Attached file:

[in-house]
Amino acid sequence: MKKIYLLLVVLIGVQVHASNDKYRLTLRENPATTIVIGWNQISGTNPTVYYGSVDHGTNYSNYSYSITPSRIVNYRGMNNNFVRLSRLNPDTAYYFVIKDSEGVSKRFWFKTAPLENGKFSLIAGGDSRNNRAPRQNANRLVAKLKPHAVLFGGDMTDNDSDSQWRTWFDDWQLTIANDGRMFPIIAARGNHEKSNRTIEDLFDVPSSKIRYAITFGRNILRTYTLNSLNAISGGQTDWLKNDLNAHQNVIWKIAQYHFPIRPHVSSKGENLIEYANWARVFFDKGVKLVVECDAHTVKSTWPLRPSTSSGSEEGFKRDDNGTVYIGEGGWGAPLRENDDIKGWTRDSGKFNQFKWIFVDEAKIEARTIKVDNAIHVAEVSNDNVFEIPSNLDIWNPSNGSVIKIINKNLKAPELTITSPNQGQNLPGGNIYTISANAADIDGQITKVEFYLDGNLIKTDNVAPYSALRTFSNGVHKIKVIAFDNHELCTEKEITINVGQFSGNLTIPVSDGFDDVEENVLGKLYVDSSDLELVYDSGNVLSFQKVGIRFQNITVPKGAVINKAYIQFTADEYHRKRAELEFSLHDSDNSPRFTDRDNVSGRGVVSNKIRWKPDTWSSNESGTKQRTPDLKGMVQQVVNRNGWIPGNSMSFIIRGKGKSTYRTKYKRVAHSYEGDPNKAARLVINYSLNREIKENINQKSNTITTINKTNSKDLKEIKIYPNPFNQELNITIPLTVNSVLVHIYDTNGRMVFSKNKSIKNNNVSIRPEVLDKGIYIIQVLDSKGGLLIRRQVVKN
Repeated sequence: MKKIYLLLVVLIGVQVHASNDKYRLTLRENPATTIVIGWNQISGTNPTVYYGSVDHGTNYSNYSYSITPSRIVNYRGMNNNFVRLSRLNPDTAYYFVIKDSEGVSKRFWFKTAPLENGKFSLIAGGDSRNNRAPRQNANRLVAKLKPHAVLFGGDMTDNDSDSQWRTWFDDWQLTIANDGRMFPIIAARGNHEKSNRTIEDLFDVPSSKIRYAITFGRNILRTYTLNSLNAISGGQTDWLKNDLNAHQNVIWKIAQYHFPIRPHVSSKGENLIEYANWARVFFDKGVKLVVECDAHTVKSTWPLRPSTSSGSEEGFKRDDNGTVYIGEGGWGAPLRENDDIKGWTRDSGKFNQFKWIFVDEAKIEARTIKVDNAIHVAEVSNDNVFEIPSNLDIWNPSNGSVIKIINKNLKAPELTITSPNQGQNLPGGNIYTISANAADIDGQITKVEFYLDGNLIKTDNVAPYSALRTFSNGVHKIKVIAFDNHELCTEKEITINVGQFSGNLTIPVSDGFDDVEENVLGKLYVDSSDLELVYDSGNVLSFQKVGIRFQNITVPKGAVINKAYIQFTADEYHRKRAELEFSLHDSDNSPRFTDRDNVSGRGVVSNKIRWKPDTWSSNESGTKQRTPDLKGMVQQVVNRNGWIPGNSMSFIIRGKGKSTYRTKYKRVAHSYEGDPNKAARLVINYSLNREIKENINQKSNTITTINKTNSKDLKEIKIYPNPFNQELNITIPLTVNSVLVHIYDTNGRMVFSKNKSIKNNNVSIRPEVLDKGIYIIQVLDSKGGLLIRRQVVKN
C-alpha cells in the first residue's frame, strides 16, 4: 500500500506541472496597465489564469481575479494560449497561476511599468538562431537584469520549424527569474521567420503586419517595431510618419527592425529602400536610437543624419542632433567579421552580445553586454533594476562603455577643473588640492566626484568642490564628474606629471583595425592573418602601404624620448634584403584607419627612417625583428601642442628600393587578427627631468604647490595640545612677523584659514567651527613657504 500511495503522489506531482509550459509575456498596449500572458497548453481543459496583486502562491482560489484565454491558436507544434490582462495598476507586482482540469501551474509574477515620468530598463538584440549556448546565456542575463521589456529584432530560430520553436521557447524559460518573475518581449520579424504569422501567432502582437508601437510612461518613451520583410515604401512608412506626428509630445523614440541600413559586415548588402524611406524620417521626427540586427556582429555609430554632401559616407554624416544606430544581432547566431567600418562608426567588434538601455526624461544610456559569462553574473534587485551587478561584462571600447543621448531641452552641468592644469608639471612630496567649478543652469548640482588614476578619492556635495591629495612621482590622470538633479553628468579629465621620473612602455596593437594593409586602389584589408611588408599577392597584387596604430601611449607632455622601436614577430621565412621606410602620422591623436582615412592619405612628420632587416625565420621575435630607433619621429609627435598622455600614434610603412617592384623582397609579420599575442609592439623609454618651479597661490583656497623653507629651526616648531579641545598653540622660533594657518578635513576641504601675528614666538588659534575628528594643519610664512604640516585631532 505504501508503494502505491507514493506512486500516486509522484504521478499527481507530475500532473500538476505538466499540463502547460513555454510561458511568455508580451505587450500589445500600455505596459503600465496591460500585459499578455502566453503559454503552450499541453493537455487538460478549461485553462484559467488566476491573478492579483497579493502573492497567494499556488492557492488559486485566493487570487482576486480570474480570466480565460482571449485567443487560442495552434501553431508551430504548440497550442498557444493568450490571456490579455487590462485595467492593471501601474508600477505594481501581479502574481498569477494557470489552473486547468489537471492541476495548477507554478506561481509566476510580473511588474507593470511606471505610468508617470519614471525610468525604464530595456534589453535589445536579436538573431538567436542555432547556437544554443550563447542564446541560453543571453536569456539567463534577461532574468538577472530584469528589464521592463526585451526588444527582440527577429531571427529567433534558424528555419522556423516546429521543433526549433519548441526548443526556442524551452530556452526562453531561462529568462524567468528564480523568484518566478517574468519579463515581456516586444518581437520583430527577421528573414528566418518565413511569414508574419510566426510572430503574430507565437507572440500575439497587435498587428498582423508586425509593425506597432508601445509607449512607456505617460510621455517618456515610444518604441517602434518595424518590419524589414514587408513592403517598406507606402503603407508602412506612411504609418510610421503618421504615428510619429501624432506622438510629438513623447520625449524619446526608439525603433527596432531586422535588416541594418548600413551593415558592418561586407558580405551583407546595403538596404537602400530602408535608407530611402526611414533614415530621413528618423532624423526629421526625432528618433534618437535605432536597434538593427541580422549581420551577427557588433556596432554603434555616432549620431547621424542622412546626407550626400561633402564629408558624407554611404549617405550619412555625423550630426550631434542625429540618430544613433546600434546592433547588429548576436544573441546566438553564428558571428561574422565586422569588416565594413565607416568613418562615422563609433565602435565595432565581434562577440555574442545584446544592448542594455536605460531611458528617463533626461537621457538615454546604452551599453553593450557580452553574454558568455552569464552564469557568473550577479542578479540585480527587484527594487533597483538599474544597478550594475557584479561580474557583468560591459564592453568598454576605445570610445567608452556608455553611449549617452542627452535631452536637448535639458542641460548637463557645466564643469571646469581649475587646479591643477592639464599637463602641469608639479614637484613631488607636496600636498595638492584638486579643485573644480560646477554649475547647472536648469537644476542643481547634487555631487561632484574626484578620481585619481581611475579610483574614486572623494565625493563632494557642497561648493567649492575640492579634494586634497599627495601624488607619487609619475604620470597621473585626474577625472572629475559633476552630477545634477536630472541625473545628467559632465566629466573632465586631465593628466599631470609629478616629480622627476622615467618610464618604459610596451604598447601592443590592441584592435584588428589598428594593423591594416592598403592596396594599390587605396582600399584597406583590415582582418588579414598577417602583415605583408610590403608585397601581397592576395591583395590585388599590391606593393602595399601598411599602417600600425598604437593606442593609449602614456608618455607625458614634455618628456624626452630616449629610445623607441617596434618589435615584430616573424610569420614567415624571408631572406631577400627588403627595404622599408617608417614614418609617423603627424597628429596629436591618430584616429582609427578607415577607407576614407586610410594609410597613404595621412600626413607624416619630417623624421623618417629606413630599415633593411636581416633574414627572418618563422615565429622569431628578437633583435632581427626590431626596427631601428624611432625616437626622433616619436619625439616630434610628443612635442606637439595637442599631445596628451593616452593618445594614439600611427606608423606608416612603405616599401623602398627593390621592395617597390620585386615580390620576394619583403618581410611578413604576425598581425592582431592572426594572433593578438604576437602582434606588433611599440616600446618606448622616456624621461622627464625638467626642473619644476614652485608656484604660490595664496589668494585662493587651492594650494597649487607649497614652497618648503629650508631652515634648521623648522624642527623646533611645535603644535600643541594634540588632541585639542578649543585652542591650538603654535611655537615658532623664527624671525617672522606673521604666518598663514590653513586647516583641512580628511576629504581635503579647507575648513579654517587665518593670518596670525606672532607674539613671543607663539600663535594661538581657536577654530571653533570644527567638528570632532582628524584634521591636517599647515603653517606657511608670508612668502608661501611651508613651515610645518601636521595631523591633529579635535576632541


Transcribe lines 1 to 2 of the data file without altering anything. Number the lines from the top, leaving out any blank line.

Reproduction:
[in-house]
Amino acid sequence: MKKIYLLLVVLIGVQVHASNDKYRLTLRENPATTIVIGWNQISGTNPTVYYGSVDHGTNYSNYSYSITPSRIVNYRGMNNNFVRLSRLNPDTAYYFVIKDSEGVSKRFWFKTAPLENGKFSLIAGGDSRNNRAPRQNANRLVAKLKPHAVLFGGDMTDNDSDSQWRTWFDDWQLTIANDGRMFPIIAARGNHEKSNRTIEDLFDVPSSKIRYAITFGRNILRTYTLNSLNAISGGQTDWLKNDLNAHQNVIWKIAQYHFPIRPHVSSKGENLIEYANWARVFFDKGVKLVVECDAHTVKSTWPLRPSTSSGSEEGFKRDDNGTVYIGEGGWGAPLRENDDIKGWTRDSGKFNQFKWIFVDEAKIEARTIKVDNAIHVAEVSNDNVFEIPSNLDIWNPSNGSVIKIINKNLKAPELTITSPNQGQNLPGGNIYTISANAADIDGQITKVEFYLDGNLIKTDNVAPYSALRTFSNGVHKIKVIAFDNHELCTEKEITINVGQFSGNLTIPVSDGFDDVEENVLGKLYVDSSDLELVYDSGNVLSFQKVGIRFQNITVPKGAVINKAYIQFTADEYHRKRAELEFSLHDSDNSPRFTDRDNVSGRGVVSNKIRWKPDTWSSNESGTKQRTPDLKGMVQQVVNRNGWIPGNSMSFIIRGKGKSTYRTKYKRVAHSYEGDPNKAARLVINYSLNREIKENINQKSNTITTINKTNSKDLKEIKIYPNPFNQELNITIPLTVNSVLVHIYDTNGRMVFSKNKSIKNNNVSIRPEVLDKGIYIIQVLDSKGGLLIRRQVVKN